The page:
Recapping Colorado Buffaloes Football and Pac-12 News, Links, and Go Buffs
When Lobbestael drops back to pass, he has a number of options. In each of the first two games (blowout victories over Idaho State and UNLV), 11 different receivers caught passes, with no receiver grabbing more than five in a game. Lobbestael’s favorite target, though, is sophomore wide receiver Marquess Wilson. Remember Paul Richardson’s performance against California – 11 catches for a record-setting 284 yards? Wilson is Richardson’s equal.
Colorado 31, Washington State 28: The Cougars receivers have an advantage against the Colorado secondary. But the Buffaloes defensive front seven has an advantage against the Washington State offensive line. I see Cougars quarterback Marshall Lobbestael under relentless pressure. Can he find an open man and get rid of the ball quickly? Ultimately, though, homefield is the difference in this game.
A is for Aquatic.
As in The Life Aquatic, aka the Clemson 2011 of films. I know they're a mess, full of meaningless scenes and ineffective tangents. I know the ending before it even happens, since the "everyone rushes around and listens to Dabo Swinney jabber on about love and having backs and Tiger Stadium and stuff." A Clemson game will feature mistakes, immense, comical mistakes that should be set to tack-piano music and accented with clown horns and donkey brays. Isn't that right, Tajh Boyd?
Can you guess which phase of the Buff's game Ted Miller thinks will break out this week against WSU? Here's a hint: it's not the screen pass...
Tyler Hansen of the Colorado Buffaloes has some of the worst first quarter stats, completing last than half of his passes and averaging a meager five or so yards per pass. He's a little better at hooking up with his receivers in the second half. But then in the third quarter? 62% completion rate, over 10 yards per attempt, five touchdowns, no picks, tops in the Pac-12.
In the spirit of rulings like Matt Barkley v. T-100Burfict, the Pac-12 has decided to go back into the books and review some of the salient verbal jabs of humanity. Here are some of the decisions that are being passed through the books of the Pac-12 offices.
The University of Colorado men’s golf team has entered the Top 25 in the national rankings for the first time in three years, as the Buffaloes appeared in the first regular season rankings of all three organizations that closely follow college golf which were released Wednesday.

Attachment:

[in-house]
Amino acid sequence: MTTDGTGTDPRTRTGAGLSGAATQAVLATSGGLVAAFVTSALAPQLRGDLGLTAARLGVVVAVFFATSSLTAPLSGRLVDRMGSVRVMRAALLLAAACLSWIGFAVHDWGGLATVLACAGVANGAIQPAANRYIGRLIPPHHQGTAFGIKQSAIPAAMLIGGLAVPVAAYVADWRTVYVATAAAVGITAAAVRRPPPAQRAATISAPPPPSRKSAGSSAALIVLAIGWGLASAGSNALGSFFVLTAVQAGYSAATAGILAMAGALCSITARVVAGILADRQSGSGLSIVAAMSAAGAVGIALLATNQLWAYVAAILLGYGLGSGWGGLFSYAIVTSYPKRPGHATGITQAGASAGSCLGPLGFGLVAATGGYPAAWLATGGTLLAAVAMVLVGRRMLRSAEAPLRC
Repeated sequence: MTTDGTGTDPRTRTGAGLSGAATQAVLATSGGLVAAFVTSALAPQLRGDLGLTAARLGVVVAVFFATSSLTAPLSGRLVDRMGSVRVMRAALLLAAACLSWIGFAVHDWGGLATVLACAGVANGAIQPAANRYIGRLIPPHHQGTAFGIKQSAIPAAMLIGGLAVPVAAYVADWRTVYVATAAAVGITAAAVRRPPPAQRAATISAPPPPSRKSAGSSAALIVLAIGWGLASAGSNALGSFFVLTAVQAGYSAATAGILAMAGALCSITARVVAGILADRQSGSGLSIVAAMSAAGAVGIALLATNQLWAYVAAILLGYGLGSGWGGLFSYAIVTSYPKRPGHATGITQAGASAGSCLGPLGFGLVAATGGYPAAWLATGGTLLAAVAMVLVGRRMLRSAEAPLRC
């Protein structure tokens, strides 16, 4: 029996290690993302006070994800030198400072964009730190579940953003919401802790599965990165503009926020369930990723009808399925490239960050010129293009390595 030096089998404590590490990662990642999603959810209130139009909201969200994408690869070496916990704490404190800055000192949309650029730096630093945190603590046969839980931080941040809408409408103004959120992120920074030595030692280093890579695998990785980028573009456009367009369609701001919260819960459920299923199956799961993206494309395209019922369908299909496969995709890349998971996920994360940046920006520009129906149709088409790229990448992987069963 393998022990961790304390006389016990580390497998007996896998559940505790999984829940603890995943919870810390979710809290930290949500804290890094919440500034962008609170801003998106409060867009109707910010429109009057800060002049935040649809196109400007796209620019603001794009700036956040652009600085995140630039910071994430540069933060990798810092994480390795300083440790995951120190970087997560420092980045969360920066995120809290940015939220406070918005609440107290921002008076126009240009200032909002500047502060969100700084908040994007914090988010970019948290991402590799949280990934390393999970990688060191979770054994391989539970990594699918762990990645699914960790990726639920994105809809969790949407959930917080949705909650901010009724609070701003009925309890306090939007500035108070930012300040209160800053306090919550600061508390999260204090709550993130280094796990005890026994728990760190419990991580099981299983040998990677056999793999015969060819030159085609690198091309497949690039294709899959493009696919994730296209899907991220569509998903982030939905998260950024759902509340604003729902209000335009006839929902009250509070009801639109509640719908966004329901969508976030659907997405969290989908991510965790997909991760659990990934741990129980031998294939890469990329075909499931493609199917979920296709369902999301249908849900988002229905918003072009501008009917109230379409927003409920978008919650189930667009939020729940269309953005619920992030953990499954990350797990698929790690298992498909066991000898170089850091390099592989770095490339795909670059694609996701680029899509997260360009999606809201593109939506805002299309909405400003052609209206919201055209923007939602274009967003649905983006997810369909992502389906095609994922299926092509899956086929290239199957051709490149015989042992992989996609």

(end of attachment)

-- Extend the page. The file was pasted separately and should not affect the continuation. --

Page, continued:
Lockridge said he is approaching his four days of practice on defense as if he will play in this week's game and both head coach Jon Embree and defensive coordinator Greg Brown said CU fans shouldn't be surprised to see Lockridge in the secondary against the Cougars. "Athletically, thank god, I can make that transition," Lockridge said. "I'm quick on my feet. Technique, I don't have any. I've never played defense in my life. "I'm excited. In my head, I'm making it smaller than what everyone is thinking it to be. I just know I need to hurry up and learn real fast."
Rodney Stewart let loose: San Diego State running back Ronnie Hillman gashed the Cougars for 191 yards and four touchdowns. Can Colorado's Rodney Stewart follow his lead? The Cougars are better on defense than they have been, but these are still many of the same players who yielded 220 yards on the ground in 2010. Stewart and the Buffs running game has mostly been held in check, see a No. 11 ranking in the conference. It would be a good time for Stewart and company to reverse that early-season trend.
"I'm ready," Richardson said when asked about this week's matchup with Washington State at Folsom Field on Saturday. "It's another challenge that's laid before me and I'm going to knock it down." Richardson said both CSU and Ohio State used the same approach to slow him down. They had a cornerback play him tight at the line of scrimmage with safety help in back and a linebacker playing wide to take away short slants where he can catch and run. "It's a lot of respect, but at the same time I have to be able to be that playmaker and that guy that goes out there and despite whatever the defense has out there, I've got to be able to make those plays," he said.
Brian Lockridge crunched the numbers and came up with these: nine and eight. The first figure represents the weeks remaining in his college football career, the second is the number of Colorado defensive backs injured since August.
On Tuesday morning, Lockridge approached offensive coordinator/running backs coach Eric Bieniemy and defensive coordinator/secondary coach Greg Brown about a position switch. On Tuesday afternoon, for the first time in his football career, Lockridge was playing defense. Brown has nearly run out of bodies. Lockridge, a fleet 5-7, 180-pounder, is offering his.
Lockridge's first day on defense probably was what he and his coaches expected: "Horrible technique," he said. "But my recovery speed helped me out." And his learning speed, he believes, also will help absorb Brown's schemes before CU opens its Pac-12 Conference schedule on Saturday against Washington State (1:30 p.m., Folsom Field, FCS Pacific).
"Realistically it is (a lot to learn)," Lockridge admitted. "But I can do it. I have one class, so I can spend the majority of the day with the coaches and studying. Before Friday, I guarantee you I'll have it down."
It's only been a day and a half, but Lockridge calls the move "a good change-up for me. When I get the technique down it'll help. And communicating with our safeties (Anthony Perkins, Ray Polk) will help me out a lot. Other than that, it's just playing ball and being active. I'm having fun."
Fun is good. It's a lot easier when you're having fun.
Colorado's Kristina Schleich (women's tennis) battled sunstroke and Kevin Kring (men's golf) fought off 99 golfers en route to earning CU Athlete of the Week honors for Sept. 19-25.
"Fought off 99 golfers"...with nothing but a 9-iron. Go Buffs.